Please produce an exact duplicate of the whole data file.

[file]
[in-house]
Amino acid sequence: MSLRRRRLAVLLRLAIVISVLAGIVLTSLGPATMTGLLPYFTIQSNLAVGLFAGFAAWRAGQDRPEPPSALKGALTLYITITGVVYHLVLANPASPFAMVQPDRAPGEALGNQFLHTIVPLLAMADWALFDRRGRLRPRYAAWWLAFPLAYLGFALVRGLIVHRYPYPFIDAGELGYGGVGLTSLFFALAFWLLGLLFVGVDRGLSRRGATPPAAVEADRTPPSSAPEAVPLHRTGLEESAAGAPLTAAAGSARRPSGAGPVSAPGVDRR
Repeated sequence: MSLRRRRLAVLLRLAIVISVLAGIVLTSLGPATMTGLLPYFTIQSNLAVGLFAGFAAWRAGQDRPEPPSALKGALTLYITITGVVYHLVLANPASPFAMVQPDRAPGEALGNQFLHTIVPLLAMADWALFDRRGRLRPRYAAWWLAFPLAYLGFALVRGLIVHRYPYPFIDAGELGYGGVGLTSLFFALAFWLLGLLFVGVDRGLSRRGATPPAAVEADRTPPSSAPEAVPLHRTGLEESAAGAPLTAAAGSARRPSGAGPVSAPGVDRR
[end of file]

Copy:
[in-house]
Amino acid sequence: MSLRRRRLAVLLRLAIVISVLAGIVLTSLGPATMTGLLPYFTIQSNLAVGLFAGFAAWRAGQDRPEPPSALKGALTLYITITGVVYHLVLANPASPFAMVQPDRAPGEALGNQFLHTIVPLLAMADWALFDRRGRLRPRYAAWWLAFPLAYLGFALVRGLIVHRYPYPFIDAGELGYGGVGLTSLFFALAFWLLGLLFVGVDRGLSRRGATPPAAVEADRTPPSSAPEAVPLHRTGLEESAAGAPLTAAAGSARRPSGAGPVSAPGVDRR
Repeated sequence: MSLRRRRLAVLLRLAIVISVLAGIVLTSLGPATMTGLLPYFTIQSNLAVGLFAGFAAWRAGQDRPEPPSALKGALTLYITITGVVYHLVLANPASPFAMVQPDRAPGEALGNQFLHTIVPLLAMADWALFDRRGRLRPRYAAWWLAFPLAYLGFALVRGLIVHRYPYPFIDAGELGYGGVGLTSLFFALAFWLLGLLFVGVDRGLSRRGATPPAAVEADRTPPSSAPEAVPLHRTGLEESAAGAPLTAAAGSARRPSGAGPVSAPGVDRR